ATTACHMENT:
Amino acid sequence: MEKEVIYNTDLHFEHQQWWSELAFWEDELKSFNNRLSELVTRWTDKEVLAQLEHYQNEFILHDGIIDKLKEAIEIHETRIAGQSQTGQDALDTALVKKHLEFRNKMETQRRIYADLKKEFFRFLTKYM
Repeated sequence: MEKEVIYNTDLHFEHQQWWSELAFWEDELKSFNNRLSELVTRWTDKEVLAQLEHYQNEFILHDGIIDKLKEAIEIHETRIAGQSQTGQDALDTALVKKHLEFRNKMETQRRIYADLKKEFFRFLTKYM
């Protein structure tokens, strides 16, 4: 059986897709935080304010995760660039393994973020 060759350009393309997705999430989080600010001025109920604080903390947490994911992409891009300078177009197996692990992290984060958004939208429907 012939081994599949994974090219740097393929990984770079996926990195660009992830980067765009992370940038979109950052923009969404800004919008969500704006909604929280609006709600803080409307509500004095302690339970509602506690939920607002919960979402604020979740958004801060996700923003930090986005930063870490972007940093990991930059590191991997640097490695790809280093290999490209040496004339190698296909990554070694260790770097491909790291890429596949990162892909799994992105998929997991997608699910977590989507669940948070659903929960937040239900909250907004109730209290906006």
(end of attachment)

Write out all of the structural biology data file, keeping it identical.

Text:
Amino acid sequence: MEKEVIYNTDLHFEHQQWWSELAFWEDELKSFNNRLSELVTRWTDKEVLAQLEHYQNEFILHDGIIDKLKEAIEIHETRIAGQSQTGQDALDTALVKKHLEFRNKMETQRRIYADLKKEFFRFLTKYM
Repeated sequence: MEKEVIYNTDLHFEHQQWWSELAFWEDELKSFNNRLSELVTRWTDKEVLAQLEHYQNEFILHDGIIDKLKEAIEIHETRIAGQSQTGQDALDTALVKKHLEFRNKMETQRRIYADLKKEFFRFLTKYM
């Protein structure tokens, strides 16, 4: 059986897709935080304010995760660039393994973020 060759350009393309997705999430989080600010001025109920604080903390947490994911992409891009300078177009197996692990992290984060958004939208429907 012939081994599949994974090219740097393929990984770079996926990195660009992830980067765009992370940038979109950052923009969404800004919008969500704006909604929280609006709600803080409307509500004095302690339970509602506690939920607002919960979402604020979740958004801060996700923003930090986005930063870490972007940093990991930059590191991997640097490695790809280093290999490209040496004339190698296909990554070694260790770097491909790291890429596949990162892909799994992105998929997991997608699910977590989507669940948070659903929960937040239900909250907004109730209290906006």